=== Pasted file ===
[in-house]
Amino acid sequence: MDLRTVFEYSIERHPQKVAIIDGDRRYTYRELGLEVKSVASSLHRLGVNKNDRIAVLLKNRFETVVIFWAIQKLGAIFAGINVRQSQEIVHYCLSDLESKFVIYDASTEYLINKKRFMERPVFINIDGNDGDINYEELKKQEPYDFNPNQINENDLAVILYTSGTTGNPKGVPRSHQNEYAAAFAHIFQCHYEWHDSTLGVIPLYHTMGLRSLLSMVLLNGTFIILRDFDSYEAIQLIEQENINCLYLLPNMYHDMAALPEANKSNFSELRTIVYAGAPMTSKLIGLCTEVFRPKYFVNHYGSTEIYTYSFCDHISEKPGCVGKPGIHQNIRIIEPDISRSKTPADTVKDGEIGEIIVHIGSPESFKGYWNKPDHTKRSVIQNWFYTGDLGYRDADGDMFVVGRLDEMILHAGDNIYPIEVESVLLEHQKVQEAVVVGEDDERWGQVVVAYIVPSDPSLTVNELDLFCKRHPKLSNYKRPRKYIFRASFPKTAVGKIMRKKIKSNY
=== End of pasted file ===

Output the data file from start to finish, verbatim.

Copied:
[in-house]
Amino acid sequence: MDLRTVFEYSIERHPQKVAIIDGDRRYTYRELGLEVKSVASSLHRLGVNKNDRIAVLLKNRFETVVIFWAIQKLGAIFAGINVRQSQEIVHYCLSDLESKFVIYDASTEYLINKKRFMERPVFINIDGNDGDINYEELKKQEPYDFNPNQINENDLAVILYTSGTTGNPKGVPRSHQNEYAAAFAHIFQCHYEWHDSTLGVIPLYHTMGLRSLLSMVLLNGTFIILRDFDSYEAIQLIEQENINCLYLLPNMYHDMAALPEANKSNFSELRTIVYAGAPMTSKLIGLCTEVFRPKYFVNHYGSTEIYTYSFCDHISEKPGCVGKPGIHQNIRIIEPDISRSKTPADTVKDGEIGEIIVHIGSPESFKGYWNKPDHTKRSVIQNWFYTGDLGYRDADGDMFVVGRLDEMILHAGDNIYPIEVESVLLEHQKVQEAVVVGEDDERWGQVVVAYIVPSDPSLTVNELDLFCKRHPKLSNYKRPRKYIFRASFPKTAVGKIMRKKIKSNY